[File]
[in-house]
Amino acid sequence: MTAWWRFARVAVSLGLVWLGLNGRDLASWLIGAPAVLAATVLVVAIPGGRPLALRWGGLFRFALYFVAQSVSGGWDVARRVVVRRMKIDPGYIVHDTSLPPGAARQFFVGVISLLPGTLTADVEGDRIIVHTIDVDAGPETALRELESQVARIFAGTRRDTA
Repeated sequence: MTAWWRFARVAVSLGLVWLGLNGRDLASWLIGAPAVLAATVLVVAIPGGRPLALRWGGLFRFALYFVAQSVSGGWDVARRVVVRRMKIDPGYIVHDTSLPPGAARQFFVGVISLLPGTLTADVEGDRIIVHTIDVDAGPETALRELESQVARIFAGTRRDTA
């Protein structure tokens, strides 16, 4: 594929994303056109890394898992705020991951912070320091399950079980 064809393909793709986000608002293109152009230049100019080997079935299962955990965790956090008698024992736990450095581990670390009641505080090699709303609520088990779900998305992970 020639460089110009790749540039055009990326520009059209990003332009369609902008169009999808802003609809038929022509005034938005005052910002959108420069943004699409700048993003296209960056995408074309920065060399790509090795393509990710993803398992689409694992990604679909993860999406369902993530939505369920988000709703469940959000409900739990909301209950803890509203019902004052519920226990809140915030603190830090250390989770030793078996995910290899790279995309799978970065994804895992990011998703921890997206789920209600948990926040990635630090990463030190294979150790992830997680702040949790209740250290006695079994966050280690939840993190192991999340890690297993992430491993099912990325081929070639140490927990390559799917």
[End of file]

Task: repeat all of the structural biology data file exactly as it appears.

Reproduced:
[in-house]
Amino acid sequence: MTAWWRFARVAVSLGLVWLGLNGRDLASWLIGAPAVLAATVLVVAIPGGRPLALRWGGLFRFALYFVAQSVSGGWDVARRVVVRRMKIDPGYIVHDTSLPPGAARQFFVGVISLLPGTLTADVEGDRIIVHTIDVDAGPETALRELESQVARIFAGTRRDTA
Repeated sequence: MTAWWRFARVAVSLGLVWLGLNGRDLASWLIGAPAVLAATVLVVAIPGGRPLALRWGGLFRFALYFVAQSVSGGWDVARRVVVRRMKIDPGYIVHDTSLPPGAARQFFVGVISLLPGTLTADVEGDRIIVHTIDVDAGPETALRELESQVARIFAGTRRDTA
């Protein structure tokens, strides 16, 4: 594929994303056109890394898992705020991951912070320091399950079980 064809393909793709986000608002293109152009230049100019080997079935299962955990965790956090008698024992736990450095581990670390009641505080090699709303609520088990779900998305992970 020639460089110009790749540039055009990326520009059209990003332009369609902008169009999808802003609809038929022509005034938005005052910002959108420069943004699409700048993003296209960056995408074309920065060399790509090795393509990710993803398992689409694992990604679909993860999406369902993530939505369920988000709703469940959000409900739990909301209950803890509203019902004052519920226990809140915030603190830090250390989770030793078996995910290899790279995309799978970065994804895992990011998703921890997206789920209600948990926040990635630090990463030190294979150790992830997680702040949790209740250290006695079994966050280690939840993190192991999340890690297993992430491993099912990325081929070639140490927990390559799917």